Thus far, this discussion of owning cash has been largely conceptual. What are the practical implications? How is treasury to take ownership of cash? The answers lie largely in ensuring that certain policies and processes are in place to position treasury appropriately with regards to cash.

  • Financial Account Policy: The policy and the framework it flows from should be authored, updated and controlled by treasury.
    • Account Opening & Closing Authority: With every account being a point of exposure, current and accurate lists of accounts and signers must be maintained. While treasury may not be directly performing all the tasks required by this policy, we recommend that treasury take the initiative to perform self-audits on a regular basis to ensure that the policy is being upheld properly.
    • Control of General Ledger Codes: The leading practice for the use of GL codes is two-fold. First is that treasury should have the final say over the use of GL codes for cash and cash accounts. Second, an organization should maintain a separate GL code per financial account.
    • Signer Authority: Per your company’s articles of incorporation or board of directors, treasury should have authority over account signatory processes.
    • Controls: Financial account controls may include transaction-level controls, account-level controls, reconciliation controls, batch-level controls, etc. Some should be regular policy, while others may be left to treasury’s judgment and implemented on a case-by-case basis.
    • Compliance Reporting: Treasury should ensure that the financial account policy has compliance reporting build into it. This will cover exception reporting for account-level controls along with general statistics.
  • Reconciliation: There are multiple types of reconciliation. While general ledger reconciliation is usually the responsibility of the controller’s office, and file control reconciliation as a whole is not typically within treasury’s purview, bank reconciliation and treasury reconciliation or “treasury proof” are both important aspects of owning cash.
    • Bank Reconciliation Policy: As an element of cash control, the bank reconciliation policy may need to be created by treasury alone or in conjunction with the controller. A clear definition of what qualifies as ‘reconciled’ is often overlooked.
    • Treasury Proof: This is treasury’s own reconciliation process that is a validation of the daily cash position. For proper ownership of cash, treasury should perform this reconciliation process early every morning. The purpose is twofold: identifying the cause of variances between expected and actual positions from the prior day and determining how this information may impact today’s cash position or the near-term forecast.
  • Visibility Requirements: You cannot appropriately take responsibility for what you cannot see. For many companies, proper visibility may require using technology. Through whatever means suit the organization’s complexity, however, treasury should ensure that they have the following:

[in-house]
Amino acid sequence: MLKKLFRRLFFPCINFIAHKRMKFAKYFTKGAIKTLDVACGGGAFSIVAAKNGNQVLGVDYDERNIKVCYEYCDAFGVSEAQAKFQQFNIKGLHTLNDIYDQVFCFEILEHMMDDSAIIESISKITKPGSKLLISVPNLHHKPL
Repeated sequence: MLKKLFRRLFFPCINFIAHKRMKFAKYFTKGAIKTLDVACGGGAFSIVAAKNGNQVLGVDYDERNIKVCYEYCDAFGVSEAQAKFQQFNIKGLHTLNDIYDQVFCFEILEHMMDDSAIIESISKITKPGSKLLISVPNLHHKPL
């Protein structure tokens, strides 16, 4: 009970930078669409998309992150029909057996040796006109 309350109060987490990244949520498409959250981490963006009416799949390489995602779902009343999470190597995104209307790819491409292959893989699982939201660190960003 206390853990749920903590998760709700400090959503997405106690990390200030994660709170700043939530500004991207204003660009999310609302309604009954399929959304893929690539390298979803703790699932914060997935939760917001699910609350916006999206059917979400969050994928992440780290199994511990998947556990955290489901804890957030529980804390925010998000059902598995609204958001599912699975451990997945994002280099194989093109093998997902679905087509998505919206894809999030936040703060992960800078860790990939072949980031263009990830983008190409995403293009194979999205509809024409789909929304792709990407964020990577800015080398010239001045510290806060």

• Comprehensive, up-to-date inventory of all accounts and signers.
    • Comprehensive, up-to-date inventory of all debt and investments.
    • Daily visibility to summary account balance data for every account (not just every “important” account).
    • Daily or weekly visibility to each account’s transaction details. The frequency of this may vary from account to account, but it should not be less frequent than weekly.
    • Cash forecasting (short-term) that includes operating, financing and capital cashflows and does not neglect to account for large, one-time items.
    • Automated accounting.
    • A banking structure that is intentionally designed to offer clear views and efficient cash mobilization. For many, this means a concentration or header structure. (We have discussed this at length in another leading practice article.)
  • Performance Metrics: “What gets measured gets managed”, or at the very least, it is quite difficult to manage what goes unmeasured. Track various activities that impact cash and use them to help drive balanced behaviour. This includes target balances, forecast variances and timeliness of cash reconciliation.
  • Recording: Cash performance can be optimized by ensuring that the cash recording process, while still meeting accounting’s standards and needs, also facilitates treasury’s ability to control cash properly. In order to influence this properly, however, treasury must make sure that they have developed a good understanding of accounting – its goals, processes, standards and so on.

 Having the above processes and policies in place are to some extent leading practices themselves, but they also form the foundation for the vital, overarching leading practice of treasury owning cash. Cash is king. As treasurer, it is your job to protect the king. Taking a stance of thoughtful, responsible ownership in this role will help both you and your organization to thrive.

 

*Jeffery, Craig A. The Strategic Treasurer: A Partnership for Corporate Growth.

**Disclosure: Strategic Treasurer owns CTMfile

 

Read more from this series:

Part 1: Bank account management

Part 2: Bank relationship management

Part 3: Cash concentration

Part 4: Liquidity structure

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Comments

By Paul Stheeman on 9th Feb 2022:

A great article. I would like to think that this is stating the obvious, but that is not always the case yet. These points are particularly important for the CFO, who should ensure that the correct organizational structures and processes are in place to enable the Treasurer to do the job properly.